Why The California Trucking Association Is Appealing the AB 5 Ruling
After a three-judge panel of the 9th Circuit Court of Appeals rejected a lower court’s preliminary injunction that halted the implementation of AB 5, a new law reclassifying independent contractors as employees, California Trucking Association CEO Shawn Yadon issued a statement saying CTA will seek an “en banc” review by the full appellate court.
CTA claims the state law “will make it impossible to continue with the independent operator model in the state,” according to Transport Topics.
The three-judge appellate panel said the law is a “generally applicable labor law that affects a motor carrier’s relationship with its workforce and does not bind, compel or otherwise freeze into place the prices, routes or services of motor carriers, and is not pre-empted by the Federal Aviation Administration Authorization Act.” The panel claimed the lower district court abused its power by hindering the state of California from enforcing the law against motor carriers doing business in California.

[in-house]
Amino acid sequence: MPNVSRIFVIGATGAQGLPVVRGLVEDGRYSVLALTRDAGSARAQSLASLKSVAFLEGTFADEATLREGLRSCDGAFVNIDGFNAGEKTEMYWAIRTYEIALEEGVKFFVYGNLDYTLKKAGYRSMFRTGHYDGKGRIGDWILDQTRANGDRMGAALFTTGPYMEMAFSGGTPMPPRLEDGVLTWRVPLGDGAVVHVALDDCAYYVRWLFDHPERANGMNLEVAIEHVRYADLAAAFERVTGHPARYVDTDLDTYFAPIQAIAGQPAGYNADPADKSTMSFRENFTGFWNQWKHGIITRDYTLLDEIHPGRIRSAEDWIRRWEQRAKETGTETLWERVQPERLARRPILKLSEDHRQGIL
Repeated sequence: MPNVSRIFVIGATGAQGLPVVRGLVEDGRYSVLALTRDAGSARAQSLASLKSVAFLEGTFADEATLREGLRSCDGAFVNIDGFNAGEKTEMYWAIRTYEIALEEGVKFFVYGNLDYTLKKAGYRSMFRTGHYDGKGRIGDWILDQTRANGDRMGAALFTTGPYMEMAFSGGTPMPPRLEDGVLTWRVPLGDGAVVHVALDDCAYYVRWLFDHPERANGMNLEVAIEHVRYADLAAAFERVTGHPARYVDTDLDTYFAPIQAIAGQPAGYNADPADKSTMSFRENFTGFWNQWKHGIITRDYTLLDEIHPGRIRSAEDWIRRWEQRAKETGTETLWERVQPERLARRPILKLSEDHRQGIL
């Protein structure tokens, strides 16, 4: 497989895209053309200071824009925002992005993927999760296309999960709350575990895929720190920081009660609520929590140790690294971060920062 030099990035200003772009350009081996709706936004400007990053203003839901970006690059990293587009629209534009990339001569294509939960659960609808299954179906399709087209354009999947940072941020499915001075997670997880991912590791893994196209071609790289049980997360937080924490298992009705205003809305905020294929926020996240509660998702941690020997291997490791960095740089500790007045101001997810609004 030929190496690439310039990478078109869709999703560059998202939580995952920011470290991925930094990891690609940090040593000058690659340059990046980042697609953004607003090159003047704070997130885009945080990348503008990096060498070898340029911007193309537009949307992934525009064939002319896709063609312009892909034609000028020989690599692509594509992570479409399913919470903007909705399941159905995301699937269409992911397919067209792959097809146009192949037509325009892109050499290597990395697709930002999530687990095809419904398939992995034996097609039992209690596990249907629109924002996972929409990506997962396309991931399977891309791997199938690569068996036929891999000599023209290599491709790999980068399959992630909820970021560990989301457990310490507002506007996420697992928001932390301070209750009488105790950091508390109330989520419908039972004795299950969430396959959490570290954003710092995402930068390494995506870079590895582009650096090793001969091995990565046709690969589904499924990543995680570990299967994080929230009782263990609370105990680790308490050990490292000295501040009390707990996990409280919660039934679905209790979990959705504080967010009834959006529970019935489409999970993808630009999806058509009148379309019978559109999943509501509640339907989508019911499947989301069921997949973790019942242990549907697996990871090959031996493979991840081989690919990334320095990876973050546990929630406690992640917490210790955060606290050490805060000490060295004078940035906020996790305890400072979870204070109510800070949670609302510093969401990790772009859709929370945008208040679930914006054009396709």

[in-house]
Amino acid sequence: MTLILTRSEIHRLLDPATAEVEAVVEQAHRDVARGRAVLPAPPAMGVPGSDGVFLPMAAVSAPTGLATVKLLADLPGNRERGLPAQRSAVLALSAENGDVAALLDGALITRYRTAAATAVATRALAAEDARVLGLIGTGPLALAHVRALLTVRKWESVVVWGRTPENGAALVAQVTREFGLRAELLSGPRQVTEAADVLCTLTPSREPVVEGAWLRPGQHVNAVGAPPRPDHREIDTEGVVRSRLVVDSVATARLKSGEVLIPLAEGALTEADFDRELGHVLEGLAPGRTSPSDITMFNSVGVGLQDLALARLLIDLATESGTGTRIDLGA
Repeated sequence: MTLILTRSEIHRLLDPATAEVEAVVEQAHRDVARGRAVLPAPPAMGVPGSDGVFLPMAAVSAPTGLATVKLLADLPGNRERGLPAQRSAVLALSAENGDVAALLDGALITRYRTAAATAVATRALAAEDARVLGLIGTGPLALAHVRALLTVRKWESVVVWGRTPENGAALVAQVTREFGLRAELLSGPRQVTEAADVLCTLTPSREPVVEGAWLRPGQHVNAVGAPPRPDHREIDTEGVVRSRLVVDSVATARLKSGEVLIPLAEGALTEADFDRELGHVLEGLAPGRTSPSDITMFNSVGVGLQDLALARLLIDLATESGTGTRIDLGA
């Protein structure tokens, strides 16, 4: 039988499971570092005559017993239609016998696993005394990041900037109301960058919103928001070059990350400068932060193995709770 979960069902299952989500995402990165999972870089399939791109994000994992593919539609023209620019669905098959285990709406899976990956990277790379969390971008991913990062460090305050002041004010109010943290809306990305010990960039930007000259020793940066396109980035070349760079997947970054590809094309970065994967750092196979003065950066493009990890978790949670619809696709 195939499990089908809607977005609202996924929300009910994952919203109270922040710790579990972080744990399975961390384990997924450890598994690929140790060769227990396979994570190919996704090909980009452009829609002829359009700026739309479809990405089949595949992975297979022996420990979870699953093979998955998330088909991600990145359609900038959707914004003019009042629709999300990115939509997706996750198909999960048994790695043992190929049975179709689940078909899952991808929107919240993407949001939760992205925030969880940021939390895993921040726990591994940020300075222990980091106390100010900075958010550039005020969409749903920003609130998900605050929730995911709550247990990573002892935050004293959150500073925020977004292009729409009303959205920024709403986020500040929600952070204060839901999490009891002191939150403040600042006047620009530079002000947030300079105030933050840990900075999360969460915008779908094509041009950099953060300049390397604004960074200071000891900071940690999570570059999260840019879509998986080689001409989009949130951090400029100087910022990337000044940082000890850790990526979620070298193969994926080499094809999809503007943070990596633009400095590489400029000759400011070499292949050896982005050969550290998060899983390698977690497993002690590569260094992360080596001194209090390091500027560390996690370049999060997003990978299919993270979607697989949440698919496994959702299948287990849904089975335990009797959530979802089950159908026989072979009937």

Opponents of the latest rule argue the state law is in fact pre-empted by the Federal Aviation Administration Act of 1994, which, “expressly pre-empts state laws related to a price, route or service of any motor carrier,” according to CTA.
Once the appeal is filed, the 29 judges in the 9th Circuit would vote on whether or not they will rehear the case. If a majority agrees to review the panel’s decision, a clerk will assign 11 judges to the case. If the full appellate court agrees to review the case, the lower court’s ruling will remain in effect until a final decision is made on the case.
Some legal analysts believe the fight over AB 5 could continue in the appellate courts for as long as two years. If the case reaches the U.S. Supreme Court, there is a high chance the case will be ruled in CTA’s favor.
Motor carriers have a problem with the second component of the three-pronged “ABC test”. The second component states an independent contractor must be a worker who performs work outside the usual course of the hiring entity’s business.
The lawsuit claims that motor carriers rely on independent contractors to meet the fluctuating demand for highly specialized services.
CTA CEO Yadon said, “The California Trucking Association will take any and all legal steps necessary to continue this fight on behalf of independent owner-operators and motor carriers operating in California.”